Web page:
I have had my own nebuliser now for over 25 years and over that time I have owned various different types and models all coming in different shapes and sizes. Some were excellent, others not so.
I know that some medical professionals are against the use of home nebulisers while others believe in the benefits.
I suppose those that are against it will say that if your reliever inhaler isn’t helping and nebulisers are required then medical attention should be sought.
On the other hand I know that my own nebulisers have helped prevent numerous hospital admissions and have also helped me escape hospital far quicker because I can nebulise at home.
What I would always say is that anybody who feels they would benefit from using a nebuliser at home should discuss it with their doctor / respiratory team.
Even if you have to pay for your own nebuliser the prices are now very affordable (however I would be careful about paying just a few pounds for a cheap, unbranded one from China off of eBay).
Most high street pharmacies stock them (or can order them) and prices often start at less than a £100. Nebulisers can now even be bought from the likes of Argos and for those who prefer shopping on line Amazon always have a large selection.
From personal experience I would highly recommend a company called Evergreen Nebulisers who are based in Wigan. They offer a good selection of mains powered and portable battery powered machines all at reasonable prices. They also offer good impartial advice (they once convinced me to buy a cheaper model than the one I initially intended to order). They also sell replacement parts and masks along with other respiratory aids such as flutter devices (mucus clearance). Orders can be made on line or over the phone and delivery is very quick. Their website is helpful along with a very useful blog which is updated regularly. The web site address is: http://evergreen-nebulizers.co.uk/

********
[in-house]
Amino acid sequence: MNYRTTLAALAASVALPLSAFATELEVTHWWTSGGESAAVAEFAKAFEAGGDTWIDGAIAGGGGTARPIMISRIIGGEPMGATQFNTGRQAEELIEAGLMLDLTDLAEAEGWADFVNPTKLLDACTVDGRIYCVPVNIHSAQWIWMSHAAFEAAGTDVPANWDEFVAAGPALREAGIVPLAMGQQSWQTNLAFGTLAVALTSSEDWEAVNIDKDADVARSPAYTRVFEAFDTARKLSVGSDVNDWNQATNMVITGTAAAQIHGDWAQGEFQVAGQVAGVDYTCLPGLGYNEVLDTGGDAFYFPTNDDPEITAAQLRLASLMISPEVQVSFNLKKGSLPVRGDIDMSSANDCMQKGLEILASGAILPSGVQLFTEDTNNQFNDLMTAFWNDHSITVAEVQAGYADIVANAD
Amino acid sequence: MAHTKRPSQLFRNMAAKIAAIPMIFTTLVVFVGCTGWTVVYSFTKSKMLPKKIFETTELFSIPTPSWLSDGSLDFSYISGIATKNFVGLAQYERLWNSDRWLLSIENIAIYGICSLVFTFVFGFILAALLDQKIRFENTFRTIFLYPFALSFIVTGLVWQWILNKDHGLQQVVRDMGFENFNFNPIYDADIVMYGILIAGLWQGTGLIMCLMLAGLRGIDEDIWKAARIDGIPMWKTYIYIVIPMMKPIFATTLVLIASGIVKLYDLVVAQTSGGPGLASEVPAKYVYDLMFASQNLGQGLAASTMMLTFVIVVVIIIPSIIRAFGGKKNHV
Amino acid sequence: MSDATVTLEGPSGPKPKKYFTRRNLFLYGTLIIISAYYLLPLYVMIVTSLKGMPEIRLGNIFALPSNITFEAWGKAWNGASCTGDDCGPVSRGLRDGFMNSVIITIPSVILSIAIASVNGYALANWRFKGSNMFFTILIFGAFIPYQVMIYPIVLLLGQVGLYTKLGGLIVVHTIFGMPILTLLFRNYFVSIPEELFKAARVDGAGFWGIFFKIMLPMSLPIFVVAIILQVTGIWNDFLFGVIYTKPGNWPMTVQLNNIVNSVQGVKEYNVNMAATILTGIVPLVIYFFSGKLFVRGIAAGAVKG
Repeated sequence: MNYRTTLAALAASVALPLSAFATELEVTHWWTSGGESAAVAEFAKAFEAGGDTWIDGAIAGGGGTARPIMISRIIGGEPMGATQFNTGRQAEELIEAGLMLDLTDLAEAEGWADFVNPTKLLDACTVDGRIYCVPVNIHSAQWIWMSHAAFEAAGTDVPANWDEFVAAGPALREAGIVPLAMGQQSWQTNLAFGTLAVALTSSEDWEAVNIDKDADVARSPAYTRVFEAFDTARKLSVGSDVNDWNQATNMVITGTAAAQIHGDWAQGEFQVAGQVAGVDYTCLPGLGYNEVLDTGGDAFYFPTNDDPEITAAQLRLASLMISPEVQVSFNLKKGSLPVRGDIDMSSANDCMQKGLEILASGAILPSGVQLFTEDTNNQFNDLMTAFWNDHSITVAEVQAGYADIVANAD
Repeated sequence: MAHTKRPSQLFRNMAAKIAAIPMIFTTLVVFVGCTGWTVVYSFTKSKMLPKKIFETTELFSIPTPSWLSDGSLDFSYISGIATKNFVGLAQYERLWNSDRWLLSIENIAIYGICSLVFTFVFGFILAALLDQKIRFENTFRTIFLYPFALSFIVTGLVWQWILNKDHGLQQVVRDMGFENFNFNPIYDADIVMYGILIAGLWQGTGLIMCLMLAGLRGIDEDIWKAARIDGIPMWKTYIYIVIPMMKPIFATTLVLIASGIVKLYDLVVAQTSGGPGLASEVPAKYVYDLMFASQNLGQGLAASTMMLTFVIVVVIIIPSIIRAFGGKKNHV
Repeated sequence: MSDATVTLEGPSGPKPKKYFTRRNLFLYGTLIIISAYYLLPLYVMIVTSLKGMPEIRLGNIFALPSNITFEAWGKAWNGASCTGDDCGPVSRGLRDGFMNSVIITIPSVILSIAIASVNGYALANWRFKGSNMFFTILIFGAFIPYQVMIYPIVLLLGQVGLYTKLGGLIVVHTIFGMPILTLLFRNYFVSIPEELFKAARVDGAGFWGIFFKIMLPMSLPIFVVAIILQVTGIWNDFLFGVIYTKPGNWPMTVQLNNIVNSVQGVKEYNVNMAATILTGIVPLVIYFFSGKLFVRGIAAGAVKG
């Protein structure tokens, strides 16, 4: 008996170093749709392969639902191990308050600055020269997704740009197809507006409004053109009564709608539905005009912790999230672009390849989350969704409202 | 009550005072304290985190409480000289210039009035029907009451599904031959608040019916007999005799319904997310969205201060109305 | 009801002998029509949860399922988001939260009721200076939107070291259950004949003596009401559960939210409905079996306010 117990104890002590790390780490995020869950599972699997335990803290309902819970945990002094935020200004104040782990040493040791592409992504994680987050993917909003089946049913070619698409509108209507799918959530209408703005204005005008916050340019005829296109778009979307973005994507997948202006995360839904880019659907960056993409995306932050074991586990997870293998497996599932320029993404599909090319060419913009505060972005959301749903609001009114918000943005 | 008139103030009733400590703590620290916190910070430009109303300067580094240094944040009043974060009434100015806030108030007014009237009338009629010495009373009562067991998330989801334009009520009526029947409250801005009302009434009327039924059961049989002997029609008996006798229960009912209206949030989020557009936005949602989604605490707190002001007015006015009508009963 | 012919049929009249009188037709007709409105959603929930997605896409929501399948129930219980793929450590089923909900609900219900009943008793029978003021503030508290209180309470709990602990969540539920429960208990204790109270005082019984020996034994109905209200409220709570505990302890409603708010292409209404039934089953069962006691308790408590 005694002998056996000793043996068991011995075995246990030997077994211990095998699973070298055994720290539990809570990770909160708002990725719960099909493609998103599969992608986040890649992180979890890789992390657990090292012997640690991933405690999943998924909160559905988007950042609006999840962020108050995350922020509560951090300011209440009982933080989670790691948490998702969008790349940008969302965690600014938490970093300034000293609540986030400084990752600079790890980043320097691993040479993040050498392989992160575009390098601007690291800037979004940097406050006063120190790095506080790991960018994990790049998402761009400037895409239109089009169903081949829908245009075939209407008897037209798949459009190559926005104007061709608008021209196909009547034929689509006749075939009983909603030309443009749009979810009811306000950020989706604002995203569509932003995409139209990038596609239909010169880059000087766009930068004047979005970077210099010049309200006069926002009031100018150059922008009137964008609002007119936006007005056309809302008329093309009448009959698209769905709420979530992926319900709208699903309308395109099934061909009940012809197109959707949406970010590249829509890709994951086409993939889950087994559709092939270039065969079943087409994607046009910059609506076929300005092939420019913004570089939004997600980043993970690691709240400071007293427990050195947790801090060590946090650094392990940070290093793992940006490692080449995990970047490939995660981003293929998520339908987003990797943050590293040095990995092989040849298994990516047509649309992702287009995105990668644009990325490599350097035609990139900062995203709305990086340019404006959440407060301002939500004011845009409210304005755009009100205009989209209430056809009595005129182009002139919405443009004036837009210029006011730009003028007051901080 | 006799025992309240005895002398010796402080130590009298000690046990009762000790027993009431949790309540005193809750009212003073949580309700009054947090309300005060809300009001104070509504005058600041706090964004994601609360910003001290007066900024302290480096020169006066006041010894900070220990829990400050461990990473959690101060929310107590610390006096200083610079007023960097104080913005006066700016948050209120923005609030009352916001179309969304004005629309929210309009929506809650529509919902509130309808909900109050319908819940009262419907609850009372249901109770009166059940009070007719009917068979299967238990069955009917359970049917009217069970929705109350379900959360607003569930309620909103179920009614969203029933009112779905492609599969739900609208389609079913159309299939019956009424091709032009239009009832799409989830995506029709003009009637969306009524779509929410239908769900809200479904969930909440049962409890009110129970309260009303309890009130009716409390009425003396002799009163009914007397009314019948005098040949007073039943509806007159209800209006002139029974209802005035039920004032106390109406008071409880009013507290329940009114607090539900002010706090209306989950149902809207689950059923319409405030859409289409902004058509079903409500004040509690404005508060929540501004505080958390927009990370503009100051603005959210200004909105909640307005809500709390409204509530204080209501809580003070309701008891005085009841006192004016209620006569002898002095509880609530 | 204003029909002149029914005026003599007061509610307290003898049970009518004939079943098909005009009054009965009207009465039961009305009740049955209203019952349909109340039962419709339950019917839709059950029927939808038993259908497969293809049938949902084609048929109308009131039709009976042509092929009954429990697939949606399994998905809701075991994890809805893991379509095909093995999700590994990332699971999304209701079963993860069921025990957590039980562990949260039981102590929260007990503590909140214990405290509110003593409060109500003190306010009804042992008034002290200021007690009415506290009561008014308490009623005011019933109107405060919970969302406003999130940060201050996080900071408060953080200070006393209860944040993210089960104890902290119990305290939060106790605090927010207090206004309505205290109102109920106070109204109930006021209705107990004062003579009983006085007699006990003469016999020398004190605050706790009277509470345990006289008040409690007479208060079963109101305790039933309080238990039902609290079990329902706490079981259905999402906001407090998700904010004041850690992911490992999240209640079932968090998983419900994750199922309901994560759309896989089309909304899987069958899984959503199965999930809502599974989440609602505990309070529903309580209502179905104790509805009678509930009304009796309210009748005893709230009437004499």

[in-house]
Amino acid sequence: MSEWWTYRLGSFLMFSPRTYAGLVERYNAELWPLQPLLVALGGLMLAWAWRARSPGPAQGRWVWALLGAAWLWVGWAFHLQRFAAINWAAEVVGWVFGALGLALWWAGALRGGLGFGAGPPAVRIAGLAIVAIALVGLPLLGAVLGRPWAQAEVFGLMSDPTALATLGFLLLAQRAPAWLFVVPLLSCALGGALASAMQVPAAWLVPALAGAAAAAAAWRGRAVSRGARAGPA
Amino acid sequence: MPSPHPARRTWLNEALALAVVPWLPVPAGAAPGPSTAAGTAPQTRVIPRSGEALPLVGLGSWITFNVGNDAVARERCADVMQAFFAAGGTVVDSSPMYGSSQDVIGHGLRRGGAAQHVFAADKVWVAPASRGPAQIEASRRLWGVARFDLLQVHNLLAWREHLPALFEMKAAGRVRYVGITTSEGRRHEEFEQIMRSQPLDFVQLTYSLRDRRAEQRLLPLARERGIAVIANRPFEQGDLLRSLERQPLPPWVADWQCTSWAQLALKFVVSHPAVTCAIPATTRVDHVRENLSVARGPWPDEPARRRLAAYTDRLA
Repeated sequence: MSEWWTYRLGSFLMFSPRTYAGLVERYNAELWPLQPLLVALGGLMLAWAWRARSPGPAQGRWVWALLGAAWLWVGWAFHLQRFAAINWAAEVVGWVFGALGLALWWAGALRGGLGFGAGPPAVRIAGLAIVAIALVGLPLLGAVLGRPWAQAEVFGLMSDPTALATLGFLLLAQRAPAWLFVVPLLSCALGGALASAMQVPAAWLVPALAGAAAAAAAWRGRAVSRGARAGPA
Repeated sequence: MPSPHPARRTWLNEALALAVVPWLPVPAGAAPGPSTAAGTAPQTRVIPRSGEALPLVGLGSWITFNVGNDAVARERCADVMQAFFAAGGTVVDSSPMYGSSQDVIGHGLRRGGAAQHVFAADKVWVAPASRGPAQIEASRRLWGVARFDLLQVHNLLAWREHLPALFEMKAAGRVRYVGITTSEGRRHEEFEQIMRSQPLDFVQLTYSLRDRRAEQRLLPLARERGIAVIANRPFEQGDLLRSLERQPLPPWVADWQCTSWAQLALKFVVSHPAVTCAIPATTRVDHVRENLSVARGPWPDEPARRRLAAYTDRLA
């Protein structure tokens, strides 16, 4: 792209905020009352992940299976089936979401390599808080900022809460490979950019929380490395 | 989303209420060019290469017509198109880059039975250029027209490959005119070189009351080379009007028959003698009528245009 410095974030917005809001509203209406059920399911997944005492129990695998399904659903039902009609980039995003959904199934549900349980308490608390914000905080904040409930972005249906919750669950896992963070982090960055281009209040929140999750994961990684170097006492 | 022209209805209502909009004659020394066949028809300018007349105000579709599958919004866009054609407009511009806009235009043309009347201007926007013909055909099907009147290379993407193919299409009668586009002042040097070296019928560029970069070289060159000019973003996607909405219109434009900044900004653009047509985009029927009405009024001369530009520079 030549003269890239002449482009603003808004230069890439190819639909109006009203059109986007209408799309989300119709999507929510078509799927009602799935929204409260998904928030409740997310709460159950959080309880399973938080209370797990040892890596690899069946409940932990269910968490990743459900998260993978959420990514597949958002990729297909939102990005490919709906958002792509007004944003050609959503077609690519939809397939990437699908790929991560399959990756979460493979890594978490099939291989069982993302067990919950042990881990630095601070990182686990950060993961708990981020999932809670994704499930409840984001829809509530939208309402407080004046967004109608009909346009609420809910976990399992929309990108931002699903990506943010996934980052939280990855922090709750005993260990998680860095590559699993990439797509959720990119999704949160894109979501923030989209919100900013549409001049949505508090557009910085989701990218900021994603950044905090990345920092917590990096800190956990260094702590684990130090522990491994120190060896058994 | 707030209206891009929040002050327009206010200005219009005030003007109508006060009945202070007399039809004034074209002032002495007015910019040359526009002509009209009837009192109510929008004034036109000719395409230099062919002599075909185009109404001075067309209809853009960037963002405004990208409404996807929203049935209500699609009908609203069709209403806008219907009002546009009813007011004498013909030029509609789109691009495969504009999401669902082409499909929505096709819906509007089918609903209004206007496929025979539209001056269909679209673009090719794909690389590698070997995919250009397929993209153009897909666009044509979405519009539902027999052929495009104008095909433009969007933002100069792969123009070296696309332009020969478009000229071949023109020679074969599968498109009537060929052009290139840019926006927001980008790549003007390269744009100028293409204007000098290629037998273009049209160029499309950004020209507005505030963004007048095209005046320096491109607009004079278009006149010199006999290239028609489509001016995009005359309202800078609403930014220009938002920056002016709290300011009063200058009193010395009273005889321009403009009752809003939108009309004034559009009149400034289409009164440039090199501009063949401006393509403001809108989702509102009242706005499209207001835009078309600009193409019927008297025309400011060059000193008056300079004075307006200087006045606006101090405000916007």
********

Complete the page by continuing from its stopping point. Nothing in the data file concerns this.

If you are going to purchase a nebuliser the first decision to make is whether you require a mains operated (for use at home) or a portable one which can be used for travelling or at work, these usually work from an internal rechargeable battery or by using normal AA or AAA batteries. Due to the fact that I travel 60 miles to work everyday (when I’m not sick) I always carry a portable nebuliser with me, the one I cuuently use is so small that it firs comfortably into my pocket and is no bigger than my inhaler. I then also have a mains operated machine which is the one I tend to use while at home.
My pocket nebuliser is a Microbase Pocket Airneb and is less than 3 inches high. It operates silently (which is very handy for using while out and about). I purchased mine from Amazon for about £70. It operates off of 2 x AA alkaline batteries (which provides approx 80 minutes of nebulising) can be used with or without a mask and also comes with a carry case (which I don’t use as it adds too much bulk to carry about). A mains adaptor can also be purchased. This pocket machine is so discreet, nobody knows that I am carrying it and can’t be heard when in use. I take it everywhere and it gives me that extra reassurance that should I become unwell while out and about I have this at hand.
I absolutely love this nebuliser due to its size and can’t recommend it highly enough. There are plenty of other portable nebulisers out there which do a similar job, such as the ever popular Omron MicroAir U22 (which can be bought from Evergreen for £79). I have previously owned one of these and it is absolutely fine, also operates silently and also is powered by 2 x AA alkaline batteries. This also comes with a carry case and can be used with either a mouth piece or mask. It is however slightly bigger than the Pocket Air which I currently use and even though it would fit into a reasonable size handbag it would struggle to fit into an average size pocket.
The mains powered nebuliser that I use is the InnoSpire Deluxe which is made by Philips Respironics. I purchased mine from Evergreen and are currently available on their website at £95. The nebuliser is very popular and is often used in hospitals. The machine is quite noisy but no more than any other mains power nebuliser. Again I would highly recommend this if your looking for a nebuliser to use at home.
Important things to remember:
Always discuss with your doctor / respiratory team whether your own nebuliser would benefit you, never buy a nebuliser unless your GP will prescribe the nebules to use in them.
Decide whether you want a portable or mains operated machine.
All nebulisers need cleaning regularly.
Don’t just purchase a cheap nebuliser from China on eBay, it is likely to be of a poor standard.
If you have any thoughts comments on this article or have any thoughts on any nebulisers or the use of them I would love to hear them.